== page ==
Copyright ©The Author(s) 2015.
World J Radiol. Nov 28, 2015; 7(11): 375-381
Published online Nov 28, 2015. doi: 10.4329/wjr.v7.i11.375
Figure 1
Figure 1 Transverse computed tomography and magnetic resonance images of the proximal left common iliac vein (black arrow) in a single patient across multiple time points illustrate the challenge of diagnosing May-Thurner syndrome. The degree of venous compression can vary substantially from one imaging study to another based upon the patient’s volume status.
Figure 2
Figure 2 The appearance of May-Thurner syndrome on multiple imaging modalities from a single patient. A: Axial T1 fat-saturated magnetic resonance image following the administration of an intravascular contrast agent demonstrates > 50% narrowing of the left common iliac vein by the overlying right common iliac artery; B: Intravascular ultrasound with the transducer within the left common iliac vein (blue) demonstrates near complete obliteration of the vessel’s lumen due to compression by the right common iliac artery (red); C: Digital subtraction angiography with contrast injection from a vascular sheath in the left external iliac vein demonstrates an obliquely oriented silhouette of the right common iliac artery compressing the left common iliac vein (arrowhead); multiple left-to-right pelvic collaterals are also present, signifying that the compression is hemodynamically significant; D: Following the placement of an uncovered stent, the compression is resolved, and there is no longer filling of the cross-pelvic collaterals.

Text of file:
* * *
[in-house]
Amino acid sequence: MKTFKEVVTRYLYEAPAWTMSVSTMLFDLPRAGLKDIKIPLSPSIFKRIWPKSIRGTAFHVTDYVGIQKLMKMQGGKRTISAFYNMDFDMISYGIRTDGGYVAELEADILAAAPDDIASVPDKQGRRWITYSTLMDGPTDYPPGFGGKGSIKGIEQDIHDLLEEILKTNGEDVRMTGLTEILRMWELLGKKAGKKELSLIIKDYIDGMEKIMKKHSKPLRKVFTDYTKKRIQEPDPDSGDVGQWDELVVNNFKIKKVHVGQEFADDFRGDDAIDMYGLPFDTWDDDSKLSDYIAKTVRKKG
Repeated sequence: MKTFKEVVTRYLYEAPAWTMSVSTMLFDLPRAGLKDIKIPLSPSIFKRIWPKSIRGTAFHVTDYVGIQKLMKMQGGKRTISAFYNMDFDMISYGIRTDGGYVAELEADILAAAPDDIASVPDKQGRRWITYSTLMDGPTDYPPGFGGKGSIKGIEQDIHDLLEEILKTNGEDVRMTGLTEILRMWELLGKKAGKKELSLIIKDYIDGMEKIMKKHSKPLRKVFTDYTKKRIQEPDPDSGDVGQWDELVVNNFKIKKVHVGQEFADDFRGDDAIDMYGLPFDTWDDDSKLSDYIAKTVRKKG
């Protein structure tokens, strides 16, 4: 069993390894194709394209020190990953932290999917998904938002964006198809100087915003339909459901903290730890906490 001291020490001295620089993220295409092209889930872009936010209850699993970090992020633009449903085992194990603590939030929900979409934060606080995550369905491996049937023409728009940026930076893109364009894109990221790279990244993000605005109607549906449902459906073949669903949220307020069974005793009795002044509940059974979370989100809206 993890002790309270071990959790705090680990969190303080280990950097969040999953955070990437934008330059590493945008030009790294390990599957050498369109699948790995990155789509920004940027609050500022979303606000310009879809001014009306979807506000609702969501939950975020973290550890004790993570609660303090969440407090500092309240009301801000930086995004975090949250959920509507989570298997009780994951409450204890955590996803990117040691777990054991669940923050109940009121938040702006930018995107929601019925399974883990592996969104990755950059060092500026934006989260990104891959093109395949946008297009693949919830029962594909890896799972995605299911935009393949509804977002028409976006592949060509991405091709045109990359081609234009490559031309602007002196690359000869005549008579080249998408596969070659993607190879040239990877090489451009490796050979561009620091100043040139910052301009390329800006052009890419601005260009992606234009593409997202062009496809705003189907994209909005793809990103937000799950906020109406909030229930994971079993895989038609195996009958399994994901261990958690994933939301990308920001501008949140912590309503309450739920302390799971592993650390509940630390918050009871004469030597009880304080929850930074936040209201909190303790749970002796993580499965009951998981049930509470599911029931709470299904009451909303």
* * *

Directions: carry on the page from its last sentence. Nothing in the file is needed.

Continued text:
Figure 3
Figure 3 Magnetic resonance venography with axial (A), sagittal (B), and coronal (C) reformatted images demonstrating May-Thurner syndrome anatomy with compression of the left common iliac vein (white arrowhead) by the right common iliac artery (black arrowhead).